I bring up the subject of time and memories to touch upon another subject, which is friendships and how I relate to people. I feel that I have arrived at a unique point in my life where I am able to reconcile my past and future. At this important crossroads, I can recognize the different phases and states of growth I have achieved over the last three decades and also have the perspective of scale to appreciate the sanctity of youth and the brevity of time.

My friends have always been like an extended family to me. They are an extension of myself, for I would not know myself without the help of my friends. What curiosities they are! I have often contemplated the forces that brought us together and the mysterious lines of connection that forms the web of our intertwined lives. What remains equally baffling to me are the forces that break friendships and the lines of repulsion that drive us apart. Actually, the conclusion that I have come to is a maddeningly simple one: friendships end because people outgrow each other.
No one party is usually to blame for this phenomenon. To grow is to change, and life is always moving and changing. People continue to grow throughout their lives and some friendships grow together, while others grow apart. This fact is not particularly surprising nor profound, yet the sting of loss felt by a cherished relationship never fails to ambush me at the times when I long for it the most.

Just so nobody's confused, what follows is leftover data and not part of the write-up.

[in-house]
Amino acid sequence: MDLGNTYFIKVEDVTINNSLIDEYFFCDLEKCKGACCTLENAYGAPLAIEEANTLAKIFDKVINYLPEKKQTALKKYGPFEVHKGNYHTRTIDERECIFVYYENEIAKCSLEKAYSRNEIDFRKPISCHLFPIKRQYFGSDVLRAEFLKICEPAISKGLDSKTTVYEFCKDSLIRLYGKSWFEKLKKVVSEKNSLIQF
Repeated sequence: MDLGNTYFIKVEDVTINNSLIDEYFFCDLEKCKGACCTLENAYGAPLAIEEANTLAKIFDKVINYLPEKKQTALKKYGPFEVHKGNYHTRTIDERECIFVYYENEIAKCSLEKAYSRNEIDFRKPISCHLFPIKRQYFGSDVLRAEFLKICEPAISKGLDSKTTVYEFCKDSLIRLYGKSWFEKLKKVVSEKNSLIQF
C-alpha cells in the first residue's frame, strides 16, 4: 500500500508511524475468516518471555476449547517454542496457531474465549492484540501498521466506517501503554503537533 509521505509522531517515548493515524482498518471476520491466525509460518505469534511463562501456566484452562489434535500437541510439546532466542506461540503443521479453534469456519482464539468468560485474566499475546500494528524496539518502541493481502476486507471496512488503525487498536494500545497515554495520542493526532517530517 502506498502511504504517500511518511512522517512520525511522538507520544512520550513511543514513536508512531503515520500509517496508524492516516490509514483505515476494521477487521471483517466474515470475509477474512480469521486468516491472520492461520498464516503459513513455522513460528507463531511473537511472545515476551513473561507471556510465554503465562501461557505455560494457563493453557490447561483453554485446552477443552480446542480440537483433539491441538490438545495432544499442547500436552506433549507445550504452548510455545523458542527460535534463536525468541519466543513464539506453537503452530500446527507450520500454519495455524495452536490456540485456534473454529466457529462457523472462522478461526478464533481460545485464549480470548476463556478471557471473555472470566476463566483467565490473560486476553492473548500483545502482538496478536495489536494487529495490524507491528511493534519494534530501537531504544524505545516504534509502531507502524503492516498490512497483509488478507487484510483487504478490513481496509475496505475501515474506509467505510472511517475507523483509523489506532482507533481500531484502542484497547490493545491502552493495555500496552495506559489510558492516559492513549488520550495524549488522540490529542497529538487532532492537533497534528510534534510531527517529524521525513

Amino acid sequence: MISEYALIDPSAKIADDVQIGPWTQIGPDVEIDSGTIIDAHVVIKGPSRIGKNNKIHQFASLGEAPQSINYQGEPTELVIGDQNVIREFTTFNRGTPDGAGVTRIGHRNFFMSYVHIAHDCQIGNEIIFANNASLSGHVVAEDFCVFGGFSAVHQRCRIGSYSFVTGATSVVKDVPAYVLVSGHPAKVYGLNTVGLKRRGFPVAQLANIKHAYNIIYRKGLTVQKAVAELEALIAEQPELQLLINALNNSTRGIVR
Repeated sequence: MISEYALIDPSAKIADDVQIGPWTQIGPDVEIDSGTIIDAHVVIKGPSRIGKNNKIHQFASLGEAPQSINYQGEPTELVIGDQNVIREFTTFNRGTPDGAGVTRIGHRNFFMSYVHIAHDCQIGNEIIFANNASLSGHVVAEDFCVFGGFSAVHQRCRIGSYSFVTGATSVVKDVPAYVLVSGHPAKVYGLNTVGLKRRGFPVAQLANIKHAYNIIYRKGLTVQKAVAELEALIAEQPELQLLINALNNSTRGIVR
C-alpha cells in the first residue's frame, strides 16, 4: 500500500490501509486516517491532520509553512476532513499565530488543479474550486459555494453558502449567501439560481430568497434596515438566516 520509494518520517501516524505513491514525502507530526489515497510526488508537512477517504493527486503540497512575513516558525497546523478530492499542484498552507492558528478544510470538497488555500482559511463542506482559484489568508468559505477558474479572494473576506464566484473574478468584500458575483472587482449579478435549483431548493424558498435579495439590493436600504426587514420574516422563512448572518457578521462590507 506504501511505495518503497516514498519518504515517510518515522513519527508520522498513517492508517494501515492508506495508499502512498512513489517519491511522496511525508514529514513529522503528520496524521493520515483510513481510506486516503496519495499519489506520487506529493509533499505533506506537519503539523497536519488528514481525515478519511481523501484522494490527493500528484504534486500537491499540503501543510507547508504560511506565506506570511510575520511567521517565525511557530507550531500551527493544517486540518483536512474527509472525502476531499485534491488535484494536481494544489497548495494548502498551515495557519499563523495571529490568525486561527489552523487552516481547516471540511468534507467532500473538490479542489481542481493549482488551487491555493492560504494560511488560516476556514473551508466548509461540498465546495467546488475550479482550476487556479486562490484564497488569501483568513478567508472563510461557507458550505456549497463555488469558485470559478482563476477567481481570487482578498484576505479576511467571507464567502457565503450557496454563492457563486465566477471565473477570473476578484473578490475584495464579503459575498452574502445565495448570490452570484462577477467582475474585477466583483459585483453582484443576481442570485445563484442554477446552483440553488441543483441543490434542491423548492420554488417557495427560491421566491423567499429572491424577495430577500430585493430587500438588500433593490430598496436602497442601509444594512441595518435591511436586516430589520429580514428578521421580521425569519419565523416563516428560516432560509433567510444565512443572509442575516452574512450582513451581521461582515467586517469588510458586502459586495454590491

I have often felt like the one left behind, clinging to a particular friendship or idea of a friendship. I haven’t had very many long-term friendships that have endured the test of time and growth. I attribute this mainly to moving around a lot as a kid, losing touch with those whom I bonded with during some very formative years. Perhaps I simply got a taste of life early on, and how it tends to move on, and move us on as well. Whatever the case, it is what it is, and I am left pondering at those forgotten friendships of old, and grateful for those that have remained.